The fact is, not all evangelicalism has been taken captive completely to the modern assumptions he describes. Evangelicalism is not a monolithic movement that can be captured in one simple caricature. Christians have always faced the challenge of resisting the current thinking of their cultures (and, to be fair, have always absorbed to some degree the assumptions of their cultures). Defenses of the faith, apologetics, systematic theologies and the like are not completely modern inventions, as McLaren insists. Certainly many were written during the Modern era. But believers have defined and defended the faith from the time of Moses to the present!

Systematic theologies written in the “modern” era – at least theologies worthy of consideration – have always built on the theological formulations of Christians in earlier centuries. To jettison the work of centuries just because of when it was done, is extremely arrogant and foolish – arrogant because it assumes current ideas (like evolution and intellectual toleration of religious diversity) are right and therefore the Bible must be reinterpreted to fit with those ideas; and foolish because it assumes the Holy Spirit has not been guiding God’s people into an understanding of God’s Word until now!

McLaren is right in saying the Bible is not an encyclopedia of religious facts or an alphabetized answer book. It was not given by God in the form of a systematic theology textbook. God gave us stories. God gave us poetry and letters and prophetic messages. To conclude as McLaren does, however, that the Bible does not contain propositional truth, is misleading at best! There is propositional truth in narrative passages, in poetic passages, and in didactic passages like Paul’s letters (which are often simply rebuttals of error confronting the church and a reasoned defense for the gospel “once for all delivered” by God to his people). For example, the story of Elijah on Mt. Carmel in I Kings 18 leads to the conclusion: “The LORD, He is God!” That propositional statement is true not only for Elijah and the people of Israel to whom he spoke, but for all people at all times – so true that anyone who rejects this proposition is in serious trouble!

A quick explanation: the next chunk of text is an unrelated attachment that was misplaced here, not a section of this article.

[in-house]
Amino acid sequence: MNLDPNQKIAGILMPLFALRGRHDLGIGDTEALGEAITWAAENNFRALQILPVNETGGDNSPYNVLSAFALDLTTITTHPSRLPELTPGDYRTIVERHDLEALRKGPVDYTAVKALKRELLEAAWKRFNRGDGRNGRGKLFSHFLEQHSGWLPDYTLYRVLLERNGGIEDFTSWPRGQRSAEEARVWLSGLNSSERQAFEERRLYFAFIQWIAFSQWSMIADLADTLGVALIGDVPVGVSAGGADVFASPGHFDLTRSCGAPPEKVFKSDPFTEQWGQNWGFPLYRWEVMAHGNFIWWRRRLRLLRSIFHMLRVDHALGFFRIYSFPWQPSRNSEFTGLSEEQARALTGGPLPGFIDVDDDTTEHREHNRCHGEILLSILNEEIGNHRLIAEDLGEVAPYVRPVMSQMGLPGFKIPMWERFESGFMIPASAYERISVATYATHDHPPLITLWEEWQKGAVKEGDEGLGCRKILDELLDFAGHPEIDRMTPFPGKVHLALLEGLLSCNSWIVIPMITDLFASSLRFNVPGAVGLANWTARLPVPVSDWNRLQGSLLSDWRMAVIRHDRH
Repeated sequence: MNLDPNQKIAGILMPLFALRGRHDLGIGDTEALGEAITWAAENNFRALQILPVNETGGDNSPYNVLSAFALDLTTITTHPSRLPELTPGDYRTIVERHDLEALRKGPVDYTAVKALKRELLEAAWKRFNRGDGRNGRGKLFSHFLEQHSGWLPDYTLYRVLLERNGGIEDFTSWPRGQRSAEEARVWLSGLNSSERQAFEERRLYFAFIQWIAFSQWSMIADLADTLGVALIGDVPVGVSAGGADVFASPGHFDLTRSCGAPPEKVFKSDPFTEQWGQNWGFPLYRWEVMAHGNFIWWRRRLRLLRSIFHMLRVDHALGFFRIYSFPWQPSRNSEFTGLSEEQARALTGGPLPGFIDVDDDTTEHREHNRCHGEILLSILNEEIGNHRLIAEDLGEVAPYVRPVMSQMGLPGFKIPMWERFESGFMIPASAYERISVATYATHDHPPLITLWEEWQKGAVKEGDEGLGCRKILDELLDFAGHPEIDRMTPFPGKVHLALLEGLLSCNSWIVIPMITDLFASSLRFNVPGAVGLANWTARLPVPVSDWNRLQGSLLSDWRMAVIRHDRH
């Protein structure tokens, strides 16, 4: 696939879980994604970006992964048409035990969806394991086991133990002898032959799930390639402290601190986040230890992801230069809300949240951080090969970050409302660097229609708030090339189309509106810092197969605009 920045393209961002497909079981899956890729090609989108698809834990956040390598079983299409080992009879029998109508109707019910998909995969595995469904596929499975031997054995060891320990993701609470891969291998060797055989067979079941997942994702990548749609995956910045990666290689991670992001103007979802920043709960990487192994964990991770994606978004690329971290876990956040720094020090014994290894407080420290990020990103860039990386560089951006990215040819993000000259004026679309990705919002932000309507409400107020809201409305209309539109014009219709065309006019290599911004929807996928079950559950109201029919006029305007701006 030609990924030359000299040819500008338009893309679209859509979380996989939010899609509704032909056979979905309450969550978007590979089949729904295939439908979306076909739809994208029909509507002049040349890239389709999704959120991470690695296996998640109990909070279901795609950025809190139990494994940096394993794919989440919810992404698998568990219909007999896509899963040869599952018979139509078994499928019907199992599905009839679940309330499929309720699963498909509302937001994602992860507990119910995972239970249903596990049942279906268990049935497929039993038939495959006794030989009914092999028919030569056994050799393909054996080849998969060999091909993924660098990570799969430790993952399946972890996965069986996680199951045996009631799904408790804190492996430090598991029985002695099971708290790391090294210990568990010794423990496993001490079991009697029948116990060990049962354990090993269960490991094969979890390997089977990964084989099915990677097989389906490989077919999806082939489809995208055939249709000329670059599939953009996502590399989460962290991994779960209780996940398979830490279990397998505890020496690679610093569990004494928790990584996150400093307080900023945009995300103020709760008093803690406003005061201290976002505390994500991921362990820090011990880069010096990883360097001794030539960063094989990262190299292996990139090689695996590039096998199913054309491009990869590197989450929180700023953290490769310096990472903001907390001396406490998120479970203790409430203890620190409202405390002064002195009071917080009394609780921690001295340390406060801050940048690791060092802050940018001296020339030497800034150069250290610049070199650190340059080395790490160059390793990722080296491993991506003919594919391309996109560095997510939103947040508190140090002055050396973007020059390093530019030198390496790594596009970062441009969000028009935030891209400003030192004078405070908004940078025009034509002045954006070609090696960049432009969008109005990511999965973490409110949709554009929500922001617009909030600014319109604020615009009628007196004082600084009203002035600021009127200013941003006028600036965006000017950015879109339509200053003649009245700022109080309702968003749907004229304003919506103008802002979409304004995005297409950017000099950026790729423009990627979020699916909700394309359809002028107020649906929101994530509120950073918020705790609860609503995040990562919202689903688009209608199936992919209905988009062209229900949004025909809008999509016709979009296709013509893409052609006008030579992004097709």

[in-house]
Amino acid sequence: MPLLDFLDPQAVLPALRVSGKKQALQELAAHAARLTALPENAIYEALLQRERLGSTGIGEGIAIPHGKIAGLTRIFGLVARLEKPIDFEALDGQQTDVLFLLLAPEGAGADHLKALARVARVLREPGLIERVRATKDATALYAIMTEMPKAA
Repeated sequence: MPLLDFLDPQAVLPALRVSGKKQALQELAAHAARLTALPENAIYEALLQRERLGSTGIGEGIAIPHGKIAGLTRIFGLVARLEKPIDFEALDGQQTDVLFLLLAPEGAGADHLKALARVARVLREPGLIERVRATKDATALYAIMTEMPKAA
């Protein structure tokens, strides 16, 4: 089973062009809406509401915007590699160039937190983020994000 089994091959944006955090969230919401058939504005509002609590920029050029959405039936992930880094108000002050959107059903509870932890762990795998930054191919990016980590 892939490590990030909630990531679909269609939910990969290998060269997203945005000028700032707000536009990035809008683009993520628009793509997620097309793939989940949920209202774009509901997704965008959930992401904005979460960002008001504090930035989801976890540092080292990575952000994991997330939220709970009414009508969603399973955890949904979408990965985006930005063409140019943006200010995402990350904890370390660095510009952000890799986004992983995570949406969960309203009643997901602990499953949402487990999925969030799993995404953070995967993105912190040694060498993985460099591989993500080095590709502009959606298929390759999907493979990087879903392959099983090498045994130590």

Theological studies are attempts, for better or worse, to bring together the truth of the Bible in a way that helps us understand the big picture: How truth presented in various stories, poems and letters, fits with the whole message of the Bible – the metanarrative. Certainly one can be redeemed by God’s grace and not understand much of the Bible. But God has made himself known in his Word. A deeper grasp of who God is and what it means to be saved by his grace has been made available to us in the Bible. To approach the Bible as a collection of individual, unrelated stories with nice moral lessons, is to misunderstand the very nature of the Bible. To miss the metanarrative impoverishes the Christian life. I fear McLaren’s “New Kind of Christian” will end up neglecting the Bible and interpreting what he does know of it to suit his own preferences rather than submitting to the authority of Christ. There is too much of under the umbrella of Christianity already!